UConn leaves Syracuse, and a calendar, far behind

Photo of Brian Koonz

STORRS — There are games when expectations carry the day, those times when talent is enough to win at Gampel Pavilion.

But UConn coach Geno Auriemma has never subscribed to that model, not when he remembers putting down rain-catching buckets at Guyer Gym next door.

A year ago, when Breanna Stewart was the best player on the best team, the Huskies routed Syracuse 82-51 in the only game that mattered in April.

This time, the game came two weeks earlier in the NCAA tournament, but the calendar never told the Huskies.

The outcome, the energy, the relentless pursuit of victory was the same. Top-seeded UConn punished No. 8 Syracuse at both ends of the floor Monday and rolled to a 94-64 win in the NCAA tournament’s second round.

It was the 109th consecutive victory for the Huskies, a record that only seems to be gaining momentum in March.

Auriemma understands a 30-point lead in the first half is the worst time to let off the throttle. At some point in this tournament — maybe in the Bridgeport Regional, maybe in Dallas at the Final Four —UConn will finally face someone who can punch back.

But after two games in Storrs, the Huskies (33-0) have played with orchestrated abandon, running the floor with brilliant passing and executing the kind of defense that crushes a team and ends its season.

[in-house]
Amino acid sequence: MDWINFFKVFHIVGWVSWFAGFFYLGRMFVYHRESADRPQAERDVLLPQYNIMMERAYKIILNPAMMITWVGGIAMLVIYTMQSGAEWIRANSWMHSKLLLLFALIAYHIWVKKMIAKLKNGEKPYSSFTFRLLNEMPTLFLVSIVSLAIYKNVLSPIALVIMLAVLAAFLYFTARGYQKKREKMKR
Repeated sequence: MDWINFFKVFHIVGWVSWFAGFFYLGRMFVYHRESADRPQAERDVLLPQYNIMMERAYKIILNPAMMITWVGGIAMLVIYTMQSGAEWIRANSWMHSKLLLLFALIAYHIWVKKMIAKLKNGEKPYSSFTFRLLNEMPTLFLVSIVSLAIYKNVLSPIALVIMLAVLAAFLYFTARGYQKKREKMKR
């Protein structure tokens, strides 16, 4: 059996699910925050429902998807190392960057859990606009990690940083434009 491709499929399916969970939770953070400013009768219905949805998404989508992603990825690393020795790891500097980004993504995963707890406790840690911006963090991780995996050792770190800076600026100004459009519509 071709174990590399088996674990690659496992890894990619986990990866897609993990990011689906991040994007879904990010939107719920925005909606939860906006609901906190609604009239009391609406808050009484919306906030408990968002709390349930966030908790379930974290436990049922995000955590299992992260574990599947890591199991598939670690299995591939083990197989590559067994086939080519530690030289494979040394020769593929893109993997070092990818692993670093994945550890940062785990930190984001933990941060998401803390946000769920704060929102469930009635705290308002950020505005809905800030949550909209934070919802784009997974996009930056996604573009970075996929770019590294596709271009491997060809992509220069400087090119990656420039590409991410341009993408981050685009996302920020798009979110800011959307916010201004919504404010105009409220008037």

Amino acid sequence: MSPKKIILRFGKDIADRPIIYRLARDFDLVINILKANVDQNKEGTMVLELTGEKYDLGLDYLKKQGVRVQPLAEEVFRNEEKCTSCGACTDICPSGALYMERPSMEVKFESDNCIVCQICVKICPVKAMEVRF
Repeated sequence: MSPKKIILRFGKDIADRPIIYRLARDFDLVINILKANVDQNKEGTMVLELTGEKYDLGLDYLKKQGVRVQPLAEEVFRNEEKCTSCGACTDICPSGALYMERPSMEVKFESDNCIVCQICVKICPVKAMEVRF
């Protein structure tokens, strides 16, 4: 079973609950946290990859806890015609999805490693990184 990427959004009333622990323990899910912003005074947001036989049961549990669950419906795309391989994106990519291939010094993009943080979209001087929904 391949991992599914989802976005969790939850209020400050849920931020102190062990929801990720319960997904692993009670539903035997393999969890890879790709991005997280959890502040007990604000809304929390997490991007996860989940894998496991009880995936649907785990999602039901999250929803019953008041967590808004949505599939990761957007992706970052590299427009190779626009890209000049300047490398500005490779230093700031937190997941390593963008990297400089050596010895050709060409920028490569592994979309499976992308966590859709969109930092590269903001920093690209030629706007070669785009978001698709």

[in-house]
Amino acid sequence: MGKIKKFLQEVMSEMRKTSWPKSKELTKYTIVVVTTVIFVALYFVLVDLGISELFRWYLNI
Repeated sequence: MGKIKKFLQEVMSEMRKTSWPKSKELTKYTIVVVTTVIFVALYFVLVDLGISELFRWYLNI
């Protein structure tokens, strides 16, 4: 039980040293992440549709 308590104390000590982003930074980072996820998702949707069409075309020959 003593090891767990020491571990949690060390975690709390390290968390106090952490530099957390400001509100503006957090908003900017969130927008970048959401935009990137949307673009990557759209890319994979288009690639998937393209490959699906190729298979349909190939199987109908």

On Saturday, it was Albany. This time, it was Syracuse (22-11).

Before a vocal crowd of 8,274 fans and a national TV audience on ESPN2, Syracuse was reduced to the latest also-ran, a team that came into Storrs with big dreams and little chance to break the Huskies.

Or their ridiculous record.

This is how you chase history each season, with 11 national championship banners unfurled with the latest tailwind of Kia Nurse, Gabby Williams and Katie Lou Samuelson.

From a jump ball off the opening tip — Samuelson crashed to the floor, smothered by orange uniforms, and pulled a ball into her belly — it was game on here for the Huskies.

For Syracuse, the occasional floater in the lane from Alexis Peterson, the 3-pointer that never mattered from Brittney Sykes, all of it was inconsequential. UConn was simply playing on a different level.

Maybe even, a different planet.

With under six minutes to play in the third quarter here, Williams went to the foul line. Suddenly, Auriemma traded his standard posture —open collar, crossed arms — for a stance where he leaned in a little, just to make a point.

"Hey!" he shouted at the Huskies flanking the key. "No more layups, all right?"

This is the precision Auriemma demands and the perfection it generates. As the scoreboard spun toward 100 points, the demands of excellence glistened on UConn foreheads all across the floor.

In the end, the Huskies were outragesously too much for Syracuse. Except for the opening four minutes, when the Orange still played with hope and a blueprint with lottery-like odds, the outcome was never in doubt.

Even when Syracuse cut UConn’s lead to 9-7 early — and then forced a turnover at the other end — it was merely a delay of game, the delay of a predictable outcome.

The Huskies immediately answered Syracuse with a 19-4 run to close the first quarter with a 28-11 lead. The gash was open, and the Orange were hemorrhaging in Storrs.

bkoonz@ctpost.com; @briankoonz